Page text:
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Evaluation of a Biomedical Informatics course for medical students: a Pre-posttest study at UNAM Faculty of Medicine in Mexico



Biomedical Informatics (BMI) education in medical schools is developing a sound curricular base, but there are few published reports of their educational usefulness. The goal of this paper is to assess knowledge change and satisfaction in medical students after a BMI curriculum.


The National Autonomous University of México Faculty of Medicine (UNAM) recently implemented a curricular reform that includes two BMI sequential courses (BMI-1 and BMI-2). The research design was one-group pretest-posttest. An objective test with evidence of validity was used for knowledge measurement. A satisfaction questionnaire was applied at the end of the courses. Two-tailed paired Student’s t-tests were applied, comparing knowledge scores in the pre and post-test for each course.


The study included student cohorts during two consecutive academic years. The 2013 BMI-1 course (n = 986 students) knowledge pretest score was 43.0 ± 8.6 (mean percent correct ± SD), and the post-test score was 57.7 ± 10.3 (p < 0.001); the 2014 BMI-1 (n = 907) pretest score was 43.7 ± 8.5, and the post-test was 58.1 ± 10.5 (p < 0.001). The 2012 BMI-2 course (n = 683) pretest score was 26.3 ± 7.9, the post-test score was 44.3 ± 13.3 (p < 0.001); the 2013 BMI-2 (n = 926) pretest score was 27.5 ± 7.5, and the post-test was 42.0 ± 11.0 (p < 0.001). The overall opinion of the students regarding the course was from good to excellent, with a response rate higher than 90%. The satisfaction questionnaires had high reliability (Cronbach’s alpha of 0.93).


The study shows a significant increase in BMI knowledge after an educational intervention in four medical student cohorts, and an overall positive evaluation by the students. Long-term follow-up is needed, as well as controlled studies of BMI educational interventions using performance endpoints.

Peer Review reports


Healthcare professionals face a variety of challenges in current clinical care systems at a global level, one of which is the appropriate management of data and information [1]. The acquisition and development of competencies in Biomedical Informatics (BMI) are increasingly recognized as fundamental to the effective practice of medicine, and there is a growing movement to include these abilities in the formal curricula of undergraduate and graduate students in the health professions [2-5]. The recent addition by the American Board of Medical Specialties in the United States of Clinical Informatics as a subspecialty has contributed to an explosion of graduate programs in BMI. This formal recognition of the discipline has been a transcendental step in the maturation of BMI as a science and its academic and societal acceptance [6-8].

The increase in opportunities for formal training in BMI at the graduate end of the spectrum of medical education, mainly in Master, PhD and residency programs, has not been accompanied by a similar growth in curricular space for BMI training in medical students [5,9]. The main goal of graduate-level educational programs is to generate professionals with a high level of expertise in the field, but there is a parallel and not sufficiently addressed challenge in the need for dissemination of BMI competencies in healthcare practitioners. Physicians, nurses and allied health sciences personnel require acculturation and professional development in the use of BMI in their fields, and this needs to be addressed both at the undergraduate training and graduate continuing education levels, in order to produce educated users of data, information and knowledge [1,5]. Notwithstanding the appearance of several proposals from the academic community to include BMI competencies in medical schools’ curricula, few published reports actually describe in detail the development and implementation of their BMI programs, and fewer still generate research evidence of their educational impact [2,4,5,10-13].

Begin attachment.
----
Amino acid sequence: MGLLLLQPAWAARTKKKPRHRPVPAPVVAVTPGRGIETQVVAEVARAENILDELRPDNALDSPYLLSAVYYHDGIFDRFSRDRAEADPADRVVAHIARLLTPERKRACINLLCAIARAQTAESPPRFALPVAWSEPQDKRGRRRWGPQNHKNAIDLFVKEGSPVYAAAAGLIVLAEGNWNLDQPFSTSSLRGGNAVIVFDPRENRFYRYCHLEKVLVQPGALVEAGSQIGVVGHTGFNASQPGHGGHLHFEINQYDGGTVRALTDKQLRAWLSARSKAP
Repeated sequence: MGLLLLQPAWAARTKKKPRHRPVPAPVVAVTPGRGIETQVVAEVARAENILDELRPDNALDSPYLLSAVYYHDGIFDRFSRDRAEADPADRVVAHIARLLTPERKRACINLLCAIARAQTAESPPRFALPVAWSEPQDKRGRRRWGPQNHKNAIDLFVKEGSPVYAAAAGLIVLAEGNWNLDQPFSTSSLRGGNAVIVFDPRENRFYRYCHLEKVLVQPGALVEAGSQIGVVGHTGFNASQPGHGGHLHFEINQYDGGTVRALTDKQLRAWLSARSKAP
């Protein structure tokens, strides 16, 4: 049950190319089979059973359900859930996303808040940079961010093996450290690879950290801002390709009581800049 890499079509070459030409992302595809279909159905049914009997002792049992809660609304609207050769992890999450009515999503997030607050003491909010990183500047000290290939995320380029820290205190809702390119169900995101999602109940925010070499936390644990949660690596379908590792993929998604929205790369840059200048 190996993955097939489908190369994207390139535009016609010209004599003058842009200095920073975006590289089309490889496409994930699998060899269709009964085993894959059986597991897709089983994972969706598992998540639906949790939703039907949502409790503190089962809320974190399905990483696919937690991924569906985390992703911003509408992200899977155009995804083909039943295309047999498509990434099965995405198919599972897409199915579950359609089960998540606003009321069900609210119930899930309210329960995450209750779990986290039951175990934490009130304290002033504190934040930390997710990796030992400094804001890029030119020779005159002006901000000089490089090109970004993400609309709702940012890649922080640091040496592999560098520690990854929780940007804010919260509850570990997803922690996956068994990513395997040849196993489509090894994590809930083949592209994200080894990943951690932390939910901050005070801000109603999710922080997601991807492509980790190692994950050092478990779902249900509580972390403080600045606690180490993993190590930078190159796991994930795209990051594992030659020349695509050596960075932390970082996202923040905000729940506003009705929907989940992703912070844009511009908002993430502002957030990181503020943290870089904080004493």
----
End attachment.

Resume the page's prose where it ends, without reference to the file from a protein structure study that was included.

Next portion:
In developing countries like Mexico, the need for BMI education and implementation is compounded by the fact that technology and information management need to be adapted to the local context. Advances in telemedicine, hospital information systems and electronic health records are dissimilar in different areas of our country (, and the healthcare professionals and trainees that will work and study in these settings need to be aware of the potential beneficial impact of BMI in their practice. We published recently our experience with the development and implementation of BMI courses for medical students in a curricular reform at UNAM Faculty of Medicine in Mexico [9,14], the purpose of this paper is to report evidence of its effectiveness.



The National Autonomous University of Mexico (UNAM) Faculty of Medicine in Mexico City is the largest medical school in the country and one of the largest in Latin America, with more than 7,000 undergraduate students and more than 8,000 medical residents. It is a public institution and the largest producer of basic and clinical medical research in Mexico, through its affiliations with major national academic medical centers. Recently our MD program underwent a curricular reform that includes two BMI courses (BMI-1 and BMI-2). The new program and the BMI courses are described in detail in our previous papers [9,14].

Research design and participants

A one-group pre-test post-test quasi-experimental research design was used [15,16]. Pre and post-test knowledge measures were done with an ad hoc instrument, at the beginning and end of each BMI-1 and BMI-2 course during two consecutive academic years (2012 to 2014). The sampled population included the student cohorts that were registered at the beginning of each course. We started the study in the second semester of 2012 with the BMI-2 course, continued in 2013 with the BMI-1 and BMI-2 courses, and finished in 2014 with the BMI-1 course, in order to have two cohort rounds of each course (Table 1).